- The 35-54 year old demographic is growing fastest, with a 276.4% growth rate in 2009
- The 55+ demo is not far behind with a 194.3% growth rate
- The 25-34 year population on Facebook is doubling every 6 months
- There are more females (55.7%) than males (42.2%) on Facebook
- The largest demographic concentration remains the college crowd of 18-24 year olds (40.8%) which is down from (53.8%) six months ago.
Twitter is a fast growing application as well. People write short (140 characters or less) sentences, or share links to online information. The perception is that people just write silly things like “I am drinking coffee and reading the paper”. True, some people do, but I suggest getting an account and ‘follow’ people in the tourism industry such as @usatourismboard, @travelmediaguru , @nytimestravel , @sallykberry (that’s me!) and tourism businesses at your destination. You can establish yourself as an expert in your business sector, and have a new way to reach out to customers. Research has shown the websites that have links to Facebook and Twitter accounts are seen as more professional and reliable businesses.
These social media accounts are free and there are many organizations that are currently offering social media courses to help you get started. Set yourself the goal of becoming familiar with these applications before the end of the year and you will be giving your business a competitive advantage.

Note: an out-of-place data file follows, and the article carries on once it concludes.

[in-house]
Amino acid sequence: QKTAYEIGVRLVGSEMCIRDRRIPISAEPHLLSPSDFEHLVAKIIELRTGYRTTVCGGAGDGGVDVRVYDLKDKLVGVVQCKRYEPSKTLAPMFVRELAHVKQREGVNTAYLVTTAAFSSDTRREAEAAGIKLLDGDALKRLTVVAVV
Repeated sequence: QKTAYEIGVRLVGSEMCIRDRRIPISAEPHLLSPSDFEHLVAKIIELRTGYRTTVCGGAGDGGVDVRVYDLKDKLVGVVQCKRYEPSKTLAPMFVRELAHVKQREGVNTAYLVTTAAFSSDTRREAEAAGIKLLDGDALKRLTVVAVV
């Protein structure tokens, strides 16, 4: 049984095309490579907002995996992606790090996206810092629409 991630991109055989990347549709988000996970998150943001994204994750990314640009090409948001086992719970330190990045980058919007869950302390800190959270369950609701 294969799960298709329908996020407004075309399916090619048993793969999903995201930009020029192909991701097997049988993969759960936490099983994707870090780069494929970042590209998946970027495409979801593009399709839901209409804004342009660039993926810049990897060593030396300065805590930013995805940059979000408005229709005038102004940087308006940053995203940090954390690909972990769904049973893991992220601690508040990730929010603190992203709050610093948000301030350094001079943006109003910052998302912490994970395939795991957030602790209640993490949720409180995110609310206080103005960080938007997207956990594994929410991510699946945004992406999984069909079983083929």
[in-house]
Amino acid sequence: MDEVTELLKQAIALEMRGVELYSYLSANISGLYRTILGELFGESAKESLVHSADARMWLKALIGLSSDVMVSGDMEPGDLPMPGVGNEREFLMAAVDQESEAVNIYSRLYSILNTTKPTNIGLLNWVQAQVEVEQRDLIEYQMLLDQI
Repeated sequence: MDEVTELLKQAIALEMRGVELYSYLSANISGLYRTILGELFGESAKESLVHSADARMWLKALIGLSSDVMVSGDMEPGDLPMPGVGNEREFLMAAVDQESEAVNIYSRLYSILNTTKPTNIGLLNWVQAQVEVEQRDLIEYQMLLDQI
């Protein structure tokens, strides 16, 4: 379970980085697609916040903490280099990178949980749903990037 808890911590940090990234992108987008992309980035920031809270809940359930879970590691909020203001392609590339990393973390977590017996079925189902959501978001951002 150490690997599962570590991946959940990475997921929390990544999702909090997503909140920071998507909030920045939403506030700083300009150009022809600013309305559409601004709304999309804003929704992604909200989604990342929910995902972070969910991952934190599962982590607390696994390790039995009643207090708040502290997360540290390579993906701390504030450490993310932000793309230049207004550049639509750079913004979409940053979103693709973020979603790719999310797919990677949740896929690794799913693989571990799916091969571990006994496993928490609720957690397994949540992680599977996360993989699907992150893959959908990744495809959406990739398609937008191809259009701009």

My friend Elizabeth is a confirmed foodie. Not the type that has to go to the best restaurant in every city she visits, but the type that knows the best markets, best BBQ, or a little pub in London that serves wonderful kidney pie. So when she asked me if I wanted to go to Cleveland with her for her twice yearly shopping fest, I couldn’t resist. Now Cleveland is probably not on anyone’s top culinary tourism destination lists, but we found lots of places to leave our cash.
When we arrived in town on Thursday evening, my brother suggested we eat at Great Lakes Brewing company,right downtown. I figured since it was a microbrewery that it would have mostly pub fare. I was wrong- it was a locavore’s dream! Our waitress Mary explained that they practice reduce, reuse and recycle. Their spent hops and barley is given to local farmers for compost. The farmers return the favor by providing the restaurant with everything from vegetables to cheeses to speciality sausages. The back of the wooden board menu had a sentence or two about each vendor.
Bright and early Friday morning we headed to the Westside Market, Cleveland’s oldest publically owned market. Elizabeth had scoped out a crepe stand last time she was here so we stood in line for fresh made crepes and a cup of coffee. We took our breakfast upstairs and sat on the benches overlooking the market. We then spent over an hour shopping for cheeses,sausage, olive oils, breads and chile rellenos, all wrapped to take home. After that, we drove a quick 20 minutes over to Chagrin, where we stopped at Penzey’s Spices. This homey shop had every spice you could imagine, along with helpful staff and plenty of free recipes. Our last two stops were grocery stores that are not in upstate New York- Trader Joe’s and Whole Foods. We filled a cart in each store with items we can’t get at home, along with a few splurges for the ride back.